The distance to Delhi
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- IPL 2013: Imperious Brad Hodge powers Rajasthan Royals to four-wicket win
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- IPL spot-fixing: 'Bookie' Vindoo was close to BCCI chief's son-in-law, say cops
- Jessica Lall case: Shayan Munshi to face perjury trial
In modern capitalist societies, as the well-known social theorists Theodor Adorno and Max Horkheimer pointed out, there is a deep need for and attraction towards authoritarian personalities. India is, in this respect, no exception. Capitalism may advocate a free market, but its success lies in the ability of the state to intervene and create conditions necessary for the accumulation of capital. Capitalists, therefore, look for leaders who can stand up against dissent and impose their fiat. The need for such a strong person at the helm of affairs becomes even more acute during periods of economic crisis and in the face of global competition. The Indian corporate sector knows and recognises this. Indeed, long before most, it was the big industrialists who certified Modi as the next PM. It is the success with which Modi has created pockets of safe haven for big industries that has added to his appeal and support base.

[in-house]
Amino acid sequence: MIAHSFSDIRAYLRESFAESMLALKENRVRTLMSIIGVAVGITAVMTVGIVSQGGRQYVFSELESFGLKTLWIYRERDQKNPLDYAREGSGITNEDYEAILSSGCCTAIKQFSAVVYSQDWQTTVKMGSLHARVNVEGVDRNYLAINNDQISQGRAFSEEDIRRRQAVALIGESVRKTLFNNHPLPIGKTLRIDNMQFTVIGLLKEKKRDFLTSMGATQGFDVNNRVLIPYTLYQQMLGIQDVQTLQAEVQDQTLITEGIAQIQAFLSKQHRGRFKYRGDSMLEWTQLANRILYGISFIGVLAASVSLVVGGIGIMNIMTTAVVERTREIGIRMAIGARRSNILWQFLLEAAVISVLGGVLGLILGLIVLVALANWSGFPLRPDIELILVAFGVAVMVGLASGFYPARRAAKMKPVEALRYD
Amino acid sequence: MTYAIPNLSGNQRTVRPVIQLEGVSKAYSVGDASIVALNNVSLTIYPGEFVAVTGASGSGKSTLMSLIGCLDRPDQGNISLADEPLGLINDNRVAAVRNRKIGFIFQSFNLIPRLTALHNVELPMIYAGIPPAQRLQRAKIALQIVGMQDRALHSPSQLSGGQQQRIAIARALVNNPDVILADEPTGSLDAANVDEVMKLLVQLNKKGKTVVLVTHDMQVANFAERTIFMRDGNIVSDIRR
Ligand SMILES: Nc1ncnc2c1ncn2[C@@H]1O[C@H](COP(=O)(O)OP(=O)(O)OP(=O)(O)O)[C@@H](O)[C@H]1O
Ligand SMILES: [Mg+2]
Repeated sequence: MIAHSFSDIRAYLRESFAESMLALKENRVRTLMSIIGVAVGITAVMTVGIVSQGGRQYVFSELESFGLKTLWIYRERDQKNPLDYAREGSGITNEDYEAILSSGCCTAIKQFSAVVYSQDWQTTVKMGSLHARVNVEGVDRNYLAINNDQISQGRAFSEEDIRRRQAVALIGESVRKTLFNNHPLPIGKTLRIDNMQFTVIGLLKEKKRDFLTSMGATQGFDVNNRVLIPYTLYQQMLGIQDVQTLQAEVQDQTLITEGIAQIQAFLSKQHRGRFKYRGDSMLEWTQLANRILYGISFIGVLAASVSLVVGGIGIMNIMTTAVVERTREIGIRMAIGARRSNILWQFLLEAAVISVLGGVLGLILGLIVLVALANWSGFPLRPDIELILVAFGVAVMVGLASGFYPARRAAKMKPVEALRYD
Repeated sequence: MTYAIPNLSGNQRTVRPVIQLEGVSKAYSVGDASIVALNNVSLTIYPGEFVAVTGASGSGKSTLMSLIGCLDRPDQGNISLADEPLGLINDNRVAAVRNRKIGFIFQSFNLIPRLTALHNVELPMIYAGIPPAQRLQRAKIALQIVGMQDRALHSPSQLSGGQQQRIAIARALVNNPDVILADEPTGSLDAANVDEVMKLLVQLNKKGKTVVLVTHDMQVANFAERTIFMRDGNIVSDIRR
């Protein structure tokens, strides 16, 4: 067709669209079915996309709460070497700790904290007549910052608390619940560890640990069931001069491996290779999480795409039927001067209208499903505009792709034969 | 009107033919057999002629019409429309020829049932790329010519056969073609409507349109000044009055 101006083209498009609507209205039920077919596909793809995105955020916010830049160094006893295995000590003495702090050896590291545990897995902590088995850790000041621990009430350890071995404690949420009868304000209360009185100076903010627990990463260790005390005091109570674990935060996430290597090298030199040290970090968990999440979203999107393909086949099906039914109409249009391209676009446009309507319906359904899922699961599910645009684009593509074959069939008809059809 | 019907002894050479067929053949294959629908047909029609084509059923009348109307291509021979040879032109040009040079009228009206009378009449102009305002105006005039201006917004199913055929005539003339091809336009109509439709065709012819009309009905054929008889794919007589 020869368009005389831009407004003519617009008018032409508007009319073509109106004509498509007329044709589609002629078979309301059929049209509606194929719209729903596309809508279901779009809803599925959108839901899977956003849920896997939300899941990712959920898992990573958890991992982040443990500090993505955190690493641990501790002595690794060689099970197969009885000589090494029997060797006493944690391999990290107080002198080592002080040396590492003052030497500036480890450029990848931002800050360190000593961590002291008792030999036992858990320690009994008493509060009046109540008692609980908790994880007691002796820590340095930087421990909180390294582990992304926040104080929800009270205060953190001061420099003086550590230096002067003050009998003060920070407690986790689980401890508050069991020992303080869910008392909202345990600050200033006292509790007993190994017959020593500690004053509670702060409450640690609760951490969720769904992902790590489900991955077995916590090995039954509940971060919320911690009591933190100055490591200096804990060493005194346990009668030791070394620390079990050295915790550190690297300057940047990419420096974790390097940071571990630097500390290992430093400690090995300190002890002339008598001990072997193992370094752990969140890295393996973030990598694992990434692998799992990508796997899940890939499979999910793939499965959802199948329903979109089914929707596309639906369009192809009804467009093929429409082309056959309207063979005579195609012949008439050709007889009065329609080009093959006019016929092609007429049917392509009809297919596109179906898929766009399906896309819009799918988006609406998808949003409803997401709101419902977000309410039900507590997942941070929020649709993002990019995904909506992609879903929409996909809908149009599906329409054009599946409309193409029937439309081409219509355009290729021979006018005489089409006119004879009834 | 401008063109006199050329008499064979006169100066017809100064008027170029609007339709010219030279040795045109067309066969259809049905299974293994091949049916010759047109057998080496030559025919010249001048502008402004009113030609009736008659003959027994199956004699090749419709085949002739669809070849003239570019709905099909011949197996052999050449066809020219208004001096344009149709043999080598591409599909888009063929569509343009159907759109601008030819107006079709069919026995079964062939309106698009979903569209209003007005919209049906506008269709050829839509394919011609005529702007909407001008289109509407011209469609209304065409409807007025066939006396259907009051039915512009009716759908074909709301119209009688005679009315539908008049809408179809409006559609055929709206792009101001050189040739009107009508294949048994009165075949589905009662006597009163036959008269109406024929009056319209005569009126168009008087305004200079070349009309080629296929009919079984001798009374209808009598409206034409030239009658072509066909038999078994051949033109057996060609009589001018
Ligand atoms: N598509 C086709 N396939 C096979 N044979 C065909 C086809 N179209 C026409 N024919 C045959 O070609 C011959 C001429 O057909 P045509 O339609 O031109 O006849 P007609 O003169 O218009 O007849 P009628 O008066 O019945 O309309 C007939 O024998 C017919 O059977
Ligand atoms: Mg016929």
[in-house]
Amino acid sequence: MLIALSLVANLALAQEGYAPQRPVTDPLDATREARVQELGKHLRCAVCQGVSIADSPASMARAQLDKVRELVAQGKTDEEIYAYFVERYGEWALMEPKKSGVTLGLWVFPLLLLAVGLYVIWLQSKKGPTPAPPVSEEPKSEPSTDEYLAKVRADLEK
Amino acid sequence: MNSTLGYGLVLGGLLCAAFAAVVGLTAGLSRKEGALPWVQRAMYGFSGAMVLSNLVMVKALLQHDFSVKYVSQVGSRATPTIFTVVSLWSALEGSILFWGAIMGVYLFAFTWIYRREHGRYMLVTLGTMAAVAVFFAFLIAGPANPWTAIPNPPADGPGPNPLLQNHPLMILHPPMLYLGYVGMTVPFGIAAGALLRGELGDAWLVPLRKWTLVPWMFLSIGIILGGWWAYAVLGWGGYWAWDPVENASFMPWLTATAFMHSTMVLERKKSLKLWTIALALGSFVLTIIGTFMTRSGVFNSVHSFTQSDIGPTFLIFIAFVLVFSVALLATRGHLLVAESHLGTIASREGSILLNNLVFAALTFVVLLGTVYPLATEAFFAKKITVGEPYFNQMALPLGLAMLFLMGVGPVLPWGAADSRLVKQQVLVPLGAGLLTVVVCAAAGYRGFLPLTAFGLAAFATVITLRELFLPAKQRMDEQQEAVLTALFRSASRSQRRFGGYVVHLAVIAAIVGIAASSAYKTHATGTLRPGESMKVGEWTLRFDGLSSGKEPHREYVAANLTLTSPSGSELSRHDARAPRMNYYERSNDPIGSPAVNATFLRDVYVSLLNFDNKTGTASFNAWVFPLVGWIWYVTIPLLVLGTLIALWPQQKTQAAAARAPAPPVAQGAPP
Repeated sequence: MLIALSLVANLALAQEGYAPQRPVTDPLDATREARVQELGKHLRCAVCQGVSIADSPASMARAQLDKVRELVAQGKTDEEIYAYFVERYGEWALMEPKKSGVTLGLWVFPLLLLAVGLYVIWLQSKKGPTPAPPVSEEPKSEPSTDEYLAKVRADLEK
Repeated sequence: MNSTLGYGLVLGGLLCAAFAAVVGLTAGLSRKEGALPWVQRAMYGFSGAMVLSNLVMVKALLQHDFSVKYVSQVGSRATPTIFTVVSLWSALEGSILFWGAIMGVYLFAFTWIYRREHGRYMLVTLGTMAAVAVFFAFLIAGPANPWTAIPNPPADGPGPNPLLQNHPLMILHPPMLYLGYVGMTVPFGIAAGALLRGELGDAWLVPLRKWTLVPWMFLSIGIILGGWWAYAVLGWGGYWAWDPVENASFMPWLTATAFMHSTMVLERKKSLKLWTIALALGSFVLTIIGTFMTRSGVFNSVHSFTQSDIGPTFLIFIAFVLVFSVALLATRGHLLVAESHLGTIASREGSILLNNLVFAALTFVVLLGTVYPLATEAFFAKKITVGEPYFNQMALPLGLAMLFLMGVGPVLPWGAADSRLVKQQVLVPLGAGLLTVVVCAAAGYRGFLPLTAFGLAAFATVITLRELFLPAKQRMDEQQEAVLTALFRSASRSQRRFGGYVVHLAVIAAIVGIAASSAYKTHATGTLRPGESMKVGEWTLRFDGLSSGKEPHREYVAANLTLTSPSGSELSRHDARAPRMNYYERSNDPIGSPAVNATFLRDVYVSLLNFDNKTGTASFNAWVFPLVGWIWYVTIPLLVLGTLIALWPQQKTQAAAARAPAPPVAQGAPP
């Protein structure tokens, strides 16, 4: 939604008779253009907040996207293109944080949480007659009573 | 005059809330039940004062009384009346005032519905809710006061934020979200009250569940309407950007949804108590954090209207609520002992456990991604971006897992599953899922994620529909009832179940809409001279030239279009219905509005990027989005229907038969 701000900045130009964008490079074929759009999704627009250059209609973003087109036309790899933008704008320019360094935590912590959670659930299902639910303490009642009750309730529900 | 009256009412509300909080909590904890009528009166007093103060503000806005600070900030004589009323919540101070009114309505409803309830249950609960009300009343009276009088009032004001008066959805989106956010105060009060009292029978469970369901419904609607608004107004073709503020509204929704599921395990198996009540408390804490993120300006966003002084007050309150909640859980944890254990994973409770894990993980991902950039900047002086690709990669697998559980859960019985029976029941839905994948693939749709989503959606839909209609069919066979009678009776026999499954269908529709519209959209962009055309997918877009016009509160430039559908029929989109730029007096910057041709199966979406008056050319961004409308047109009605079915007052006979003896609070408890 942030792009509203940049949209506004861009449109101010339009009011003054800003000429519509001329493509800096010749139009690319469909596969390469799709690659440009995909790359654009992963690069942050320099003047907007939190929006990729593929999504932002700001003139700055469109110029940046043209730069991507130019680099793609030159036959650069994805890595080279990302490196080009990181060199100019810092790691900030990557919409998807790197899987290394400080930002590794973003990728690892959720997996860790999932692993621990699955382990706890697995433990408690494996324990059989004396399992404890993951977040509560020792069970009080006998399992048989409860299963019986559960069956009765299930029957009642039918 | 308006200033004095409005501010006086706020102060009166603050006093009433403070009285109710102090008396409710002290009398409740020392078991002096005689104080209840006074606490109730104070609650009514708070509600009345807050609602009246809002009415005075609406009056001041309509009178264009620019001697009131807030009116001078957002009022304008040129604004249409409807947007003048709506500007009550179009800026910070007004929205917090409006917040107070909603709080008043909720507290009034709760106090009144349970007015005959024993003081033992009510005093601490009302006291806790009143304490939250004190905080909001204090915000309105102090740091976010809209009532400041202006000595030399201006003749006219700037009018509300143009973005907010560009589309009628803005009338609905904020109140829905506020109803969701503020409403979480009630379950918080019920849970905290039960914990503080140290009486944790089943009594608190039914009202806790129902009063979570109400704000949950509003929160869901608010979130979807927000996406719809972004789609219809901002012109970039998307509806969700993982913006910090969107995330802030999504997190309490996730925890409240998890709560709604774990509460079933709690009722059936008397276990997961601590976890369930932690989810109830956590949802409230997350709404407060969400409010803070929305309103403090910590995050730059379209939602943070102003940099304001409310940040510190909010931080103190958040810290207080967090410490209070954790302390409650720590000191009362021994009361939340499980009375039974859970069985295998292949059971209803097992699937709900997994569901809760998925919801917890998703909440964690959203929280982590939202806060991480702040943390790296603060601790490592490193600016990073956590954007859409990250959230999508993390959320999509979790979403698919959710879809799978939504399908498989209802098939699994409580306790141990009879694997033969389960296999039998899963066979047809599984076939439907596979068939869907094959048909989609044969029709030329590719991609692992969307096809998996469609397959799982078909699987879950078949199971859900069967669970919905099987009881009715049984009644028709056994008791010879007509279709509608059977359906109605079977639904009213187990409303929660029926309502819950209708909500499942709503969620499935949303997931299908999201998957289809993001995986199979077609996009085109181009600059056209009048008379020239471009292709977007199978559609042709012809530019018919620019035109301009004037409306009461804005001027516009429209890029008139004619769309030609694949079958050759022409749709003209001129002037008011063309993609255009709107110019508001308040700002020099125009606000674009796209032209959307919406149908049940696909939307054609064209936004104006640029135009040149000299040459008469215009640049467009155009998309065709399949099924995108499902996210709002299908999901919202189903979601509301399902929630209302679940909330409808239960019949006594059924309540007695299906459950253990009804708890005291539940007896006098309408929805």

But it is not the corporate sector alone that seeks out strong men like Modi. In a world marked by anomie and social transformation, where institutions are weak, it is even "voices of reason" that seek out authoritarian personalities. Those who see things as black-and-white, who are frustrated with the way things are (the lack of law-and-order and ineffective institutions), those who want to re-establish norms in a society where the existing order is being challenged, also desire a strong leader. Restless reason, unwilling to accept its limits and impatient about quick results, is willing to back a person who has the will to discipline.
There is thus space for a person like Modi and ignoring this would be a grave error. Yet, this may not be enough. The possibility that exists and which can catapult him into the top position may not materialise.
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